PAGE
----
It’s 5.30am on a Saturday morning as I write this. The house is mostly dark – my laptop monitor the only illumination. The kettle has just boiled. Coffee would be good.
I am pleased that today has arrived. I have, in a way, been looking forward to it for a couple of months, without knowing exactly when it would come – today, Christmas, next year or five years hence. I am making a small repayment on a huge debt of hospitality I incurred while in India. One of the extraordinary individuals I met on my travels is here in New Zealand and, fortunately for me, has a few hours to spare to visit me on my little island.
Following a week of catastrophe in Delhi (itself a story for another day), I set off for Kalimpong – a place located about 3 hours east of Darjeeling in the north east of India. It was a long day getting there and the drive from Bagdogra airport was possibly the most hair-raising one I experienced while away. This is saying something. The problem was the roads: they were much better than other places I had been. This permitted a speed which is only advisable if one is adhering to basic road rules (such as driving on the left) and honouring one’s survival instinct (such as not overtaking at speed on blind corners). Anyway, 3 hours later, I arrived at my destination somewhat wide-eyed and thanking any divinity listening who had a hand in my safe arrival – and I felt certain there was at *least* one.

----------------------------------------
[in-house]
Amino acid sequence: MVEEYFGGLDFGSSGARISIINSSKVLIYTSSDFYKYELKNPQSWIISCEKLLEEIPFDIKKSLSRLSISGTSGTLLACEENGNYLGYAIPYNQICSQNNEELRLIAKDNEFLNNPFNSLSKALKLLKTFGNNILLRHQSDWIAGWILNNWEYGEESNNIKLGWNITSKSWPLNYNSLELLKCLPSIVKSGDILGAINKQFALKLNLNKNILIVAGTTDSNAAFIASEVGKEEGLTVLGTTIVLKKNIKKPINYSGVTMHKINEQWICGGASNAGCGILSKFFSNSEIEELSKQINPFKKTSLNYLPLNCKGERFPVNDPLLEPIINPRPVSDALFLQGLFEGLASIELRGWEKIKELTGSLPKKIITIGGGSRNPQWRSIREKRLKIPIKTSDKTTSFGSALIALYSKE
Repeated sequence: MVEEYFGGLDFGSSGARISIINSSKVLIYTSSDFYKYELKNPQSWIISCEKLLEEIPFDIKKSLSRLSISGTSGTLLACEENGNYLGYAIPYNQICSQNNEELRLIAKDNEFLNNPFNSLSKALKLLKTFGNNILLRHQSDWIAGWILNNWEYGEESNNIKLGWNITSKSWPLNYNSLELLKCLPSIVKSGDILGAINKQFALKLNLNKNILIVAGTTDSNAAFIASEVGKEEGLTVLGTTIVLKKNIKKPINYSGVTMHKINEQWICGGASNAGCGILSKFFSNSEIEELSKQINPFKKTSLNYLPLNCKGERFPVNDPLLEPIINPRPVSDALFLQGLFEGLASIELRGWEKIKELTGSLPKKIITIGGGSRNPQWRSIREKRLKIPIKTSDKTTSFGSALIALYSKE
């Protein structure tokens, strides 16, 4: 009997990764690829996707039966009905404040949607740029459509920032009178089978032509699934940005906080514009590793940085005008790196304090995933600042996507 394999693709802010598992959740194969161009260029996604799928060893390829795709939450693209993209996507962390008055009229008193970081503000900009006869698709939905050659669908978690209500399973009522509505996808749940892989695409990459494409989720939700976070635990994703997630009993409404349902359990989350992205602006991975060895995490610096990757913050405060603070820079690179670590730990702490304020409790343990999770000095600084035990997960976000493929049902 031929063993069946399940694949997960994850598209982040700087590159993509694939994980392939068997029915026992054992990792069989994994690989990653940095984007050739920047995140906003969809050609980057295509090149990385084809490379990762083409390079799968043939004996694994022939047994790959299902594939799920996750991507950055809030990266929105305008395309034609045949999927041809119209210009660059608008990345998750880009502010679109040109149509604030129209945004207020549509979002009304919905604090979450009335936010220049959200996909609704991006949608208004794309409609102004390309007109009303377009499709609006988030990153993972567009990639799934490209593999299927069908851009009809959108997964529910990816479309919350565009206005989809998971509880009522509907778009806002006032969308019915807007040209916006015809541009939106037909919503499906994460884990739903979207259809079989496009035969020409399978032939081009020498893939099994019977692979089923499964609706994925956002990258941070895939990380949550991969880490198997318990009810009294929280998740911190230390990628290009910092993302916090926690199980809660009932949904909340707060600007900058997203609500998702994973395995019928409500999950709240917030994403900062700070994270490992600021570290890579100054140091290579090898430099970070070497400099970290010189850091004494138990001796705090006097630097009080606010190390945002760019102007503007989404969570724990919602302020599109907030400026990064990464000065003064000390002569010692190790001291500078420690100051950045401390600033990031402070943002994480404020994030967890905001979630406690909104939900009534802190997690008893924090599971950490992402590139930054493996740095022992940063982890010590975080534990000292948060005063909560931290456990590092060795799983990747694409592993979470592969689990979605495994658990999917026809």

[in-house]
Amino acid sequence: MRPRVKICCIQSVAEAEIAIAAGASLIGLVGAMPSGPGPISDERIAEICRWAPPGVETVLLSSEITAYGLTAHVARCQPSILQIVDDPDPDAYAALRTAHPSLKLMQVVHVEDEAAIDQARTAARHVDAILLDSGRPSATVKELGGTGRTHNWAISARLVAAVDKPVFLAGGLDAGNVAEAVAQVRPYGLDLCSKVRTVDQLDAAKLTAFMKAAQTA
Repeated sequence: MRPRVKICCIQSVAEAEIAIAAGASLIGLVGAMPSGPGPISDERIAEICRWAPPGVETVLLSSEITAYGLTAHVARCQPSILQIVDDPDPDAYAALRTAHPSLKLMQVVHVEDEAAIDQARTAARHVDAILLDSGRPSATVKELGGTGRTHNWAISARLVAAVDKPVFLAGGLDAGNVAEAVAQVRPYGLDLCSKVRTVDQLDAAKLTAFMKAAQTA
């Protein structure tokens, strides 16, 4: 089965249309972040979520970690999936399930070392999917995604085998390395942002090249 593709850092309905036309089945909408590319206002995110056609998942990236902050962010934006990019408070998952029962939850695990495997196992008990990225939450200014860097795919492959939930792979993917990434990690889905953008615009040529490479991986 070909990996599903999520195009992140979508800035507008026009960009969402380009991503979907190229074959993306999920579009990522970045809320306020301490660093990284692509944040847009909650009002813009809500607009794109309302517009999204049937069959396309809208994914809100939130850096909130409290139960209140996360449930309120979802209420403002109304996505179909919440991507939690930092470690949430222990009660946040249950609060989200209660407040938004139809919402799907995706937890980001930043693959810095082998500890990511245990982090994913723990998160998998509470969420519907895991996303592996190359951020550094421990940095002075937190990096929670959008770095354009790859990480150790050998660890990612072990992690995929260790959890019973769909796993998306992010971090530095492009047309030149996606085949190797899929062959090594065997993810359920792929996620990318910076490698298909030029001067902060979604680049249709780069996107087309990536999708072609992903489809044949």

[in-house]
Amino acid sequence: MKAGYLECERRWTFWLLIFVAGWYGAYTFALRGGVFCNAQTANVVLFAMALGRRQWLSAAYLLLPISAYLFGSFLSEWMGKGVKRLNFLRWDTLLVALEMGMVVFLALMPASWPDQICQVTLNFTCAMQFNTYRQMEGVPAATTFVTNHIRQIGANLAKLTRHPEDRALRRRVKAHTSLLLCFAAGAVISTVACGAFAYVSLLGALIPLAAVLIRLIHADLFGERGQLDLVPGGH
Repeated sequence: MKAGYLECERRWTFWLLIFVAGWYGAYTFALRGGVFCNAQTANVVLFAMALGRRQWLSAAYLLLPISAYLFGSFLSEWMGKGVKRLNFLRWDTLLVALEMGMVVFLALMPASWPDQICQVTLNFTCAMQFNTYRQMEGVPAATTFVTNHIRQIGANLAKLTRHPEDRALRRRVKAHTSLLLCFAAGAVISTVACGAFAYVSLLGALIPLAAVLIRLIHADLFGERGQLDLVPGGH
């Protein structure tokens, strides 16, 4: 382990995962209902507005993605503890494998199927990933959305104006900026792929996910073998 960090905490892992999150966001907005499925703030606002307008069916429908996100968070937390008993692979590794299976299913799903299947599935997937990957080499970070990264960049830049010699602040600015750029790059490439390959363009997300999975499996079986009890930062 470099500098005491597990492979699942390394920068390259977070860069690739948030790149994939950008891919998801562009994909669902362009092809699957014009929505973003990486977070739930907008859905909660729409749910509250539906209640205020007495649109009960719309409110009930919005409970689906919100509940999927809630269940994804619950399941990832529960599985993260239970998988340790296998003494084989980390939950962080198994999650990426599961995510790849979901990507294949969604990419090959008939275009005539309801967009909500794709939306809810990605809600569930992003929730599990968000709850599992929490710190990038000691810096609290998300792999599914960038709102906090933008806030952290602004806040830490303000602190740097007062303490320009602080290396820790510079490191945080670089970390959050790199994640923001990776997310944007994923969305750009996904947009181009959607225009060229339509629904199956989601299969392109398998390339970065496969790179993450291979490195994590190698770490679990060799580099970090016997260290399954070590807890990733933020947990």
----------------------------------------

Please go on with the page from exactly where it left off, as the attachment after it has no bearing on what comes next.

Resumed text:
Over the course of my holiday, I had spent time volunteering at SECMOL in Ladakh, learning about human trafficking with Guria in Varanasi and now I had arrived here – the Decima Glenn Home in Kalimpong. Home to around 130 children rescued from child labour, it was built by Owen Glenn in 2006 along with an HIV/AIDS clinic located on the same piece of land. The Cluny Sisters run both of these operations with support from the Glenn Family Foundation and others. They care for AIDS sufferers and exploited children, bringing light and hope to the lives of people desperately in need of both. More on this another time.
In addition to the Home and clinic, 5 years ago, Mr Glenn established the Model Villages Programme (MVP), which is working progressively through villages in the area. The MVP works in partnership with villages and requires villagers’ energy, support and participation for every initiative. The initial focus is on water, basic sanitation and education. I was to spend the next few days walking the hills, visiting the villages and seeing some of their initiatives first-hand.